All I want for Christmas is to go home - COVID-19 alters holiday plans for Jamaicans overseas
There's no place like home. As the world continues to grapple with the coronavirus (COVID-19) pandemic, this powerful statement resonates in the hearts of so many Jamaicans living overseas who are unable to spend quality time with their family members and friends.
Tesha Stanislaus was never one to partake in the merriment of Christmas. Her family, who resides in St Catherine, didn't indulge in many traditions for the season. But all that changed when a co-worker invited her to celebrate Christmas with her and her family in Kingston.
"I jumped at that opportunity so fast because she is a wonderful friend. She has the most loving daughter, and her entire family is incredible!" Stanislaus told The Gleaner.
Beginning with that first invitation, every holiday she would split her time with her co-worker's family and her own — halving the time leading up to Christmas or spending Christmas with one family and New Year's with another. But, having migrated over five years ago, she misses both, especially during the holidays.
"I want to be with family again, living here so far from them is torture. I wish for COVID to be gone or even under control so that I can travel. And while it's good to receive gifts, the greatest one would be being home with my family," she lamented.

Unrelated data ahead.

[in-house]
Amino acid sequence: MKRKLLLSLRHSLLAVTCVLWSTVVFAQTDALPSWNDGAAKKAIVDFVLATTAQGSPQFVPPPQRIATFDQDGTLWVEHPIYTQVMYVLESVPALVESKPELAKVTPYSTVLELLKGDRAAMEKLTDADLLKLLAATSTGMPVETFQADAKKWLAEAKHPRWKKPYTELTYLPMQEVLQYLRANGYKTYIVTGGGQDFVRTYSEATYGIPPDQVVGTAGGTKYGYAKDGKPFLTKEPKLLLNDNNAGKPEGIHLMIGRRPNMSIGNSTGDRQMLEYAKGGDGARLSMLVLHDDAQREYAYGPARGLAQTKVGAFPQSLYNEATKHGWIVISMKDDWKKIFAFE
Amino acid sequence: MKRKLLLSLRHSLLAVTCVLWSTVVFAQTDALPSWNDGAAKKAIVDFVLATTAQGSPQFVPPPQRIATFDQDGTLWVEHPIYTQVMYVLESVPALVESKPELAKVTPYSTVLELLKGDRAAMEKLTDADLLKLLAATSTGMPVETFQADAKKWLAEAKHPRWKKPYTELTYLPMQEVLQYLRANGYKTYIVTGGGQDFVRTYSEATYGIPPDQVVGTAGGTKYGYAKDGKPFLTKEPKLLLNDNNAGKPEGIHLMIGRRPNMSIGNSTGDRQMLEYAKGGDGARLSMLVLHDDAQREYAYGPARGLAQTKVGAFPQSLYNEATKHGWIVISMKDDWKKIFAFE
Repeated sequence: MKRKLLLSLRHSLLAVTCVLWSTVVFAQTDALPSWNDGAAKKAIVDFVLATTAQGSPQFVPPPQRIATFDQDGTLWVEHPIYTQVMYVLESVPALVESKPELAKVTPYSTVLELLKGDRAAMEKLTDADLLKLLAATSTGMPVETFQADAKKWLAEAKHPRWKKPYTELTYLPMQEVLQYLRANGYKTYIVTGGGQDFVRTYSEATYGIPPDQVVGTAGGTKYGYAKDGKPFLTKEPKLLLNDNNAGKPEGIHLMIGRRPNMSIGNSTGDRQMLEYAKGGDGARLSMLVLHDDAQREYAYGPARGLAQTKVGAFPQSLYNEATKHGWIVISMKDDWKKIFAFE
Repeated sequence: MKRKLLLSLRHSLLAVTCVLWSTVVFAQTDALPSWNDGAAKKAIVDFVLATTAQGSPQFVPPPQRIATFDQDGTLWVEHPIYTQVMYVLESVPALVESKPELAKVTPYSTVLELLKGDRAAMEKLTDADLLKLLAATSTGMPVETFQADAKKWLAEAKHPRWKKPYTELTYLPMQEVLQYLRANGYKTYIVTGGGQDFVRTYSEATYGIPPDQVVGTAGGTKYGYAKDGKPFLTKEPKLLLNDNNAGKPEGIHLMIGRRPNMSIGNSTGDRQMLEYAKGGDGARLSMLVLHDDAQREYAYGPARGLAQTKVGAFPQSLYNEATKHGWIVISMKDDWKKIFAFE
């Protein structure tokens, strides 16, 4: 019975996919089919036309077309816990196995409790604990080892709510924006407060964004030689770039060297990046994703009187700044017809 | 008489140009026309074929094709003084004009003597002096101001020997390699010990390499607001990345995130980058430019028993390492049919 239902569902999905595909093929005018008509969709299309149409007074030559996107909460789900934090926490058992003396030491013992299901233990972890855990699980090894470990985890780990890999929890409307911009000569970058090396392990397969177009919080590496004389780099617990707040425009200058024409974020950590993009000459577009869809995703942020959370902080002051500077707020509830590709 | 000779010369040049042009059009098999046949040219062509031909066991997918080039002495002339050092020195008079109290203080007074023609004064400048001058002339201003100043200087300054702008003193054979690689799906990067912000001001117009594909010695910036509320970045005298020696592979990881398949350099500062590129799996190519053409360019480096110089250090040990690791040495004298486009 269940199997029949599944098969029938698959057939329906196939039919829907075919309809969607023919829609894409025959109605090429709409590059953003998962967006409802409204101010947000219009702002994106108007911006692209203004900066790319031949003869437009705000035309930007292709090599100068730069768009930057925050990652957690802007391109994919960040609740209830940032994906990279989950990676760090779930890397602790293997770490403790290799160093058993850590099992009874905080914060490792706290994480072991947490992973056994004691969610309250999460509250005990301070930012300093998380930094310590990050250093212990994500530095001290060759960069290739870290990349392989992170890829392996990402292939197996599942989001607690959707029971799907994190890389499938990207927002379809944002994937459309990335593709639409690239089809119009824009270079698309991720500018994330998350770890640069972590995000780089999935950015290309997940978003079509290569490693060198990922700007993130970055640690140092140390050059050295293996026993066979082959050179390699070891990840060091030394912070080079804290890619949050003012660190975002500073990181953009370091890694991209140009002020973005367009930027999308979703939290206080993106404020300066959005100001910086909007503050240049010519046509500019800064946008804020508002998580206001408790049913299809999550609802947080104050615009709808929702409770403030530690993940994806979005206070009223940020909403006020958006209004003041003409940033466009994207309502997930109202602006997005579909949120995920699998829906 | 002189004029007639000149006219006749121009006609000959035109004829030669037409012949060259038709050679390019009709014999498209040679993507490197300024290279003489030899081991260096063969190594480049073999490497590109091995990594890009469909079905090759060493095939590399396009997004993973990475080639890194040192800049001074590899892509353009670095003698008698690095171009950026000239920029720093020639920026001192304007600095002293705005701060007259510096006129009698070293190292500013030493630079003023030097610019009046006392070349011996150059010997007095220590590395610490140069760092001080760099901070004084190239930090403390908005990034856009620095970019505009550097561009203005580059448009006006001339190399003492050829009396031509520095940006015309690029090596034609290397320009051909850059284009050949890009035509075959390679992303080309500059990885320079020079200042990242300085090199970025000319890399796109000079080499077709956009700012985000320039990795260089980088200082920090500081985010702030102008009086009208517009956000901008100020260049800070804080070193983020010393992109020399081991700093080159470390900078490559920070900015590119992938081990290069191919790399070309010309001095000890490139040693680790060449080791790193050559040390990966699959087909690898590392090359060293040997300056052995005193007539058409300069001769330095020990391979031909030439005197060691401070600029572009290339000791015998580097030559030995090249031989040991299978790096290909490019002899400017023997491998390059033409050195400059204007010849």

She recalls 2014 as one of her fondest Christmas memories, inclusive of gifts, great food, a series of festivities and at the heart of it all, love.
Jomanda Rosegreen-Allen can relate to missing home as well.
"All I want for Christmas is to be reunited with my friends and family," Rosegreen-Allen said.
Being away from home for almost two years, she has missed the grand feasts and gatherings with friends and family most of all. "I don't care what anyone says, Christmas in Jamaica is the best!" she remarked.
Her son was born in January, and she is disappointed that he hasn't gotten the chance to meet everyone. Until then, she is planning a small dinner for herself, her husband and their son. They will engage in a gift exchange, and she will be video calling friends and family.
"It's not the same as being there in person. You miss the vibe and the energy. But for now, this will have to do until I'm able to visit again."